In defense of the cozy

Wow, Clea Simon, guestblogger, here on Linda’s website and it feels a bit odd. After all, her hotly anticipated fourth crime novel (Death Was the Other Woman, which will be featured on my blog next month) is a damned sight tougher than my own new Cries and Whiskers. I mean, what’s a cat cozy doing up here with these hard-boiled dames?

I could make a sort of case for fitting in (in addition to friendship and mutual respect, that is). I mean, the website blurb posted by Partners and Crime, called my Cries “cat-friendly tough-girl crime fiction.” And I loved that. It’s true that I always make a point of telling people that my books aren’t cutesy, my cats don’t talk, and they don’t solve the crimes. Punny titles and cute cat covers aside, I’m not one of those people who refers to her pets as her “furbabies.”

But it’s time to give up the pretence and come clean. So let's start over: Hi, I’m Clea Simon, and I write cozies. Classic cozies. My books feature an amateur sleuth (a rock critic, rather than a nosy old lady). They take place in a small self-contained community (the club scene, rather than an English village). The crimes involved tend to come about because of human nature, not psychopathology, and the sex and violence are pretty much out of sight (I rather like the description that “the blood is dry before it hits the page”). And while some of my peers may be using the label “traditional” to distinguish ourselves from the treacly side of the genre, I’m ready to stand up and admit it. Hell, I’m sick of apologizing. I want to reclaim the cozy.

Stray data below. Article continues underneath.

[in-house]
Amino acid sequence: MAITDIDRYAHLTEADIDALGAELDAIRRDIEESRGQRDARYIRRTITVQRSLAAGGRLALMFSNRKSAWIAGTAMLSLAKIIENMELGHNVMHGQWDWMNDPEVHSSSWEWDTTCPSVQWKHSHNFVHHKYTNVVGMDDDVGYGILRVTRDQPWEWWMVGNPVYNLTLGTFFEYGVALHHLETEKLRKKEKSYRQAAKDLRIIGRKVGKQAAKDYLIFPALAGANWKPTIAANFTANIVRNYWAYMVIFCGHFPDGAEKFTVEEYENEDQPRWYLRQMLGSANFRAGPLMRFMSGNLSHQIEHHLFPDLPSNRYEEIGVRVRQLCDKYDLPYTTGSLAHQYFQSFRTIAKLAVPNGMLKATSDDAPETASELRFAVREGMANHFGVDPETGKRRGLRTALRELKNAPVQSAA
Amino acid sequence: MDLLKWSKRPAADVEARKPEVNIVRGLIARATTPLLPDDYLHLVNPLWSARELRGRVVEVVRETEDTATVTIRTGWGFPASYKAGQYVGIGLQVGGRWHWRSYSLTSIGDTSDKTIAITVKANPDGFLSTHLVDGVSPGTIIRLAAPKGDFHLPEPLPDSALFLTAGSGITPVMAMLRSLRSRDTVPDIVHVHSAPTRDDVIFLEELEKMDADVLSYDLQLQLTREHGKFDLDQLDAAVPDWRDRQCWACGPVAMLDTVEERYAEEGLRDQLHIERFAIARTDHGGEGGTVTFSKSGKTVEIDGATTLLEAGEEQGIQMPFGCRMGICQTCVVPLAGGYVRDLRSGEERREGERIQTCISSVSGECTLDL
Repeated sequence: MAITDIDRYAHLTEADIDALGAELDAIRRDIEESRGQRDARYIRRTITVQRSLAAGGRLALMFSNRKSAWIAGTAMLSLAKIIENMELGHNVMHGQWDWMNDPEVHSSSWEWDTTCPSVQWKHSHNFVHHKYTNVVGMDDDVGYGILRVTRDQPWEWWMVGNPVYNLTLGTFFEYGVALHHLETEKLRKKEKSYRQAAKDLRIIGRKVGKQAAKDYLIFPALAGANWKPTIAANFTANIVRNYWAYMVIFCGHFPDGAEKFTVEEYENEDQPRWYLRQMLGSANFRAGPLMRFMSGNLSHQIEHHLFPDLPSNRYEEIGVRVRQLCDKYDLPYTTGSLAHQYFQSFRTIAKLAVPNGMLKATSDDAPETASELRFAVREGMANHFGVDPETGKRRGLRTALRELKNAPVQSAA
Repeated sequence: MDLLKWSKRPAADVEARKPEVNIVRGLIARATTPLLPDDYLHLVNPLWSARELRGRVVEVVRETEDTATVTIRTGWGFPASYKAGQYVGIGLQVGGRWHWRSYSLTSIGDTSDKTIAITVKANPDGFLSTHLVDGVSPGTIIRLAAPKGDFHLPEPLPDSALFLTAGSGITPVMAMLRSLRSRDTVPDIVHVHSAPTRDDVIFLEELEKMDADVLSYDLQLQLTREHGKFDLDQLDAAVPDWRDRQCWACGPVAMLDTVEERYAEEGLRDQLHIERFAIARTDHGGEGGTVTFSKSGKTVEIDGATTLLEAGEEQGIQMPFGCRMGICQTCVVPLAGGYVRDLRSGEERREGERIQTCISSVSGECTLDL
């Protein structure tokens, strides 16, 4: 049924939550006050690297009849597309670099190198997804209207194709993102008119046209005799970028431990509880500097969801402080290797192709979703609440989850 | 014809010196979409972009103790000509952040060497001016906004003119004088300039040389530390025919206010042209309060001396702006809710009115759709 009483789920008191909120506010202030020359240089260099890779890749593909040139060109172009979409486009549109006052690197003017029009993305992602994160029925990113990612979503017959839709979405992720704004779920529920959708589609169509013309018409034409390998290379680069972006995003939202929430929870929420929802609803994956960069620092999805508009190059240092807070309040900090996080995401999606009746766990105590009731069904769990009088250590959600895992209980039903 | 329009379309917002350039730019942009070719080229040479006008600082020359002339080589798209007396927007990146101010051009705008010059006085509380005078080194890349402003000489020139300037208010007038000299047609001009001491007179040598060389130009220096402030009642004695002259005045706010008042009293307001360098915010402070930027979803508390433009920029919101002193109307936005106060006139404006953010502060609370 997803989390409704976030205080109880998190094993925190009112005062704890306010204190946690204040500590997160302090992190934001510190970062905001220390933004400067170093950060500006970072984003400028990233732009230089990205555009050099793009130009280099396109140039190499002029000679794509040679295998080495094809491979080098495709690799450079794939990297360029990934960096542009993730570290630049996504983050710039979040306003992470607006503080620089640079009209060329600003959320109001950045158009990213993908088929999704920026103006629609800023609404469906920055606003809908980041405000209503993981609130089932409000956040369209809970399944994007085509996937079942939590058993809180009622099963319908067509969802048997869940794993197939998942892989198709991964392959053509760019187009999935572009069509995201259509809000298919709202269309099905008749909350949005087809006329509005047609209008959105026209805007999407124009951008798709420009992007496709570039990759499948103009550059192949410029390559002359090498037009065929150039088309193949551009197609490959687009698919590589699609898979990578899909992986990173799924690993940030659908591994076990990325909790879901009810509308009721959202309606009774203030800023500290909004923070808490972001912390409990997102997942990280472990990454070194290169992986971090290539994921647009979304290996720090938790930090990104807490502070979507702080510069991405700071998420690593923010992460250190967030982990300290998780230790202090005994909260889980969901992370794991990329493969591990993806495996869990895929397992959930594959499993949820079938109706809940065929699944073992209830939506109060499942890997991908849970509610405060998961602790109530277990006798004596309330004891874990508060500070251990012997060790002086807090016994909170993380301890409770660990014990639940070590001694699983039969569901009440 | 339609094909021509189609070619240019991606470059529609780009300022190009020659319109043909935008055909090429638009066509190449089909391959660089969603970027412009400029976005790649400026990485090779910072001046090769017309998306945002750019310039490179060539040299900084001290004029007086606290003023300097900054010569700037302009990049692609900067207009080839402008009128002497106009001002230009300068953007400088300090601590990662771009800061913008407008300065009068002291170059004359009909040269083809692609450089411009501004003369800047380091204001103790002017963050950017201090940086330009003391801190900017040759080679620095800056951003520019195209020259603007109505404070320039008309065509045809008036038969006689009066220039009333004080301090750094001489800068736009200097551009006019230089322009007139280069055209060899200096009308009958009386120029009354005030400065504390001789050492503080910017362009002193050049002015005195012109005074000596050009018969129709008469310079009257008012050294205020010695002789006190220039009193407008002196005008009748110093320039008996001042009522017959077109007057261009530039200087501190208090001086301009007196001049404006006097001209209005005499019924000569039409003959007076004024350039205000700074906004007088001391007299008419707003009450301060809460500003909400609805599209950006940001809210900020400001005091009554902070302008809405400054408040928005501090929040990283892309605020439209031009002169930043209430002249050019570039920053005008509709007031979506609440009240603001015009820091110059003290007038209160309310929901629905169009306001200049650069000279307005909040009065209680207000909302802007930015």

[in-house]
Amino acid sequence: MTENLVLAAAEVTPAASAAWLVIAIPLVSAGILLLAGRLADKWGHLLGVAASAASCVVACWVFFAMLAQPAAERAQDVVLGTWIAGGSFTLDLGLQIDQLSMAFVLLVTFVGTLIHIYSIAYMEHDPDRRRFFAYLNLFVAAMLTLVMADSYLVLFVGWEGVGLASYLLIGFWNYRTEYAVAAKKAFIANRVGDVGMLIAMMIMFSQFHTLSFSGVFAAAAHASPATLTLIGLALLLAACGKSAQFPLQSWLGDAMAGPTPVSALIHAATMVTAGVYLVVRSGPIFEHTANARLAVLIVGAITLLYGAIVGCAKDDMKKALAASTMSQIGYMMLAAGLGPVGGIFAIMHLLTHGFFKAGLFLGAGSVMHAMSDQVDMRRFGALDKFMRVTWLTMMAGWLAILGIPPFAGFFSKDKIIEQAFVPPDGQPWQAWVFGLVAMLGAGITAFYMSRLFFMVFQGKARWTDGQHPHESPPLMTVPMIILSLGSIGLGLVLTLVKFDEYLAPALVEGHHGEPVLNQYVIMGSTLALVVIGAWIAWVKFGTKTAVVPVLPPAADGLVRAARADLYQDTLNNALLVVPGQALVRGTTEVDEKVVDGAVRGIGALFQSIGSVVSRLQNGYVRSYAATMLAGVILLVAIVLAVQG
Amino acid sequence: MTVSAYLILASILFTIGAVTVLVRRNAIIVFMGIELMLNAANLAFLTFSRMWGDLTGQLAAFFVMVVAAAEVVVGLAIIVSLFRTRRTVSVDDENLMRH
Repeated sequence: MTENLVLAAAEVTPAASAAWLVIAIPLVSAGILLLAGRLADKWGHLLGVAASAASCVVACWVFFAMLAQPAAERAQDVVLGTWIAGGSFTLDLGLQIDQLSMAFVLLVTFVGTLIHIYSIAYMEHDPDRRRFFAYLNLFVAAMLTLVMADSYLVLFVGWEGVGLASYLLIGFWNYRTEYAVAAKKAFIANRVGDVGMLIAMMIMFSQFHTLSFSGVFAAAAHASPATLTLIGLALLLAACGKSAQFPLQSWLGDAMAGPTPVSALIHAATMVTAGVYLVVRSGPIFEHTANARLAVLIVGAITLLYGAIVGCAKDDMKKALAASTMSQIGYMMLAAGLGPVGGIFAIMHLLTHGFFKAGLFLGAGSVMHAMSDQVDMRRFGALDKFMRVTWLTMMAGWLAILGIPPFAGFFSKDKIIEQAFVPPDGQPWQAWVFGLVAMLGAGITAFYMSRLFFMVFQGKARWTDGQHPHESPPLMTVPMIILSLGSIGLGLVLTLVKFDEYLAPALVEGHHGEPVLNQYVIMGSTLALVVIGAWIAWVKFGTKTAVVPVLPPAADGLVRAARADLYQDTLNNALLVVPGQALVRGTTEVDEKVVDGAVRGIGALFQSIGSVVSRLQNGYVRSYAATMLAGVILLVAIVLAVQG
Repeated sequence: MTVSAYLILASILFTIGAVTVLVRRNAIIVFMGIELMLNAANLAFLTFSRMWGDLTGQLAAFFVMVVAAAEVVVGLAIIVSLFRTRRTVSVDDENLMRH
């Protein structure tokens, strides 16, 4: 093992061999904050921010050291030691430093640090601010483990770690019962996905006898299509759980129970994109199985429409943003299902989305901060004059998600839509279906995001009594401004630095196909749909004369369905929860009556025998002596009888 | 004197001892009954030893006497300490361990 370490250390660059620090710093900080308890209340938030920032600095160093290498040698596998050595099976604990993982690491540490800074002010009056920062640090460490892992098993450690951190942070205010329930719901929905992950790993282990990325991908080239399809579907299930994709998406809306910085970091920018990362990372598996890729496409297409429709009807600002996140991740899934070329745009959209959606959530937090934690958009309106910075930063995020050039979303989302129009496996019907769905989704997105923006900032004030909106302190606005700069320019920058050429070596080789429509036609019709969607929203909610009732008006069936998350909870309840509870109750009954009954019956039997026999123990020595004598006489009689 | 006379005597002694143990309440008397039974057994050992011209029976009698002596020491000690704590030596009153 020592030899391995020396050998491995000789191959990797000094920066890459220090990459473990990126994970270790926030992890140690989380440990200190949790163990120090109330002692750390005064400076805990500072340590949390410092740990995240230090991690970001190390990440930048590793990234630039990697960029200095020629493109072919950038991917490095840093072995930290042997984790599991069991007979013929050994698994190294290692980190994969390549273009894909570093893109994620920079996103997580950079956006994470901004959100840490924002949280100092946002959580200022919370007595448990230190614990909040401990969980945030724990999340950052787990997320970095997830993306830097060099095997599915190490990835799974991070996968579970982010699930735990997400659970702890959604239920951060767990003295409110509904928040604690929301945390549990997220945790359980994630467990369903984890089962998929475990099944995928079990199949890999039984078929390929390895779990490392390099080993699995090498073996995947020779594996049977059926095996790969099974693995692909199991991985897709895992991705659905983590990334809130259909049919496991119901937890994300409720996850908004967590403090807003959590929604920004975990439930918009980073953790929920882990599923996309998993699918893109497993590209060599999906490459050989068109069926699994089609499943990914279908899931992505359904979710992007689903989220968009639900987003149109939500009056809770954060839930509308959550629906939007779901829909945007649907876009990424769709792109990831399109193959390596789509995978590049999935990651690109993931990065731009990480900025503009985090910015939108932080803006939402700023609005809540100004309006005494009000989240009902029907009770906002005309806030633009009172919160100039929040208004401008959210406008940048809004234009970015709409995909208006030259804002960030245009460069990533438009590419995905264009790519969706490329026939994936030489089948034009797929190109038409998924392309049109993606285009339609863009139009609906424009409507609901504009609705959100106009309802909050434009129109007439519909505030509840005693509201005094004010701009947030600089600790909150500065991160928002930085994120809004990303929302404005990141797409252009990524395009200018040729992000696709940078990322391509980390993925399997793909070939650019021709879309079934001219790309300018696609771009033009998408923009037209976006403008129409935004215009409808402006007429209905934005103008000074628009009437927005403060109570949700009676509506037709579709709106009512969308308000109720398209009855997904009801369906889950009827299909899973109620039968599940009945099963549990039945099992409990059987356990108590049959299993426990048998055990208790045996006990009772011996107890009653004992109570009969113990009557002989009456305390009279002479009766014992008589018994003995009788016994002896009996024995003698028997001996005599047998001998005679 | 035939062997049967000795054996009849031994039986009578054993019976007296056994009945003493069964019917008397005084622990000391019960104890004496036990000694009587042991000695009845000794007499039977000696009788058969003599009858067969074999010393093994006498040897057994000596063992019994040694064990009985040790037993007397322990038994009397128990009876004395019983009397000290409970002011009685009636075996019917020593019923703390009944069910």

I fully expect Linda’s regular readers to wince and turn away now, but I hope you stay with me a little further. Yes, cozies have fallen out of critical favor. They are now looked down upon as vaguely embarrassing. Nursery lit. Some of it is our own damned fault: a trend in the subgenre toward humor, crafts, and cutesiness has helped bring down our reputation. And even when we aren’t self-destructively winsome, transgressive styles always attract more attention from critics and from those outside the field. This is what’s new, what is edgy. What is, in some form, outrageous

I have nothing against transgressive art. Not that long ago, I found my soul in punk rock. The energy of the music - not just anger, but a pure, visceral cry - gave voice to my own inchoate emotions. I believe it literally saved my sanity, giving me a means of expressing that which had been choking me. I will never deny what this music, what this art form, did for me, and I reject, as well, the idea that this music - or any art - is of a particular stage or age. Don’t give me your adolescent angst; emotion is eternal.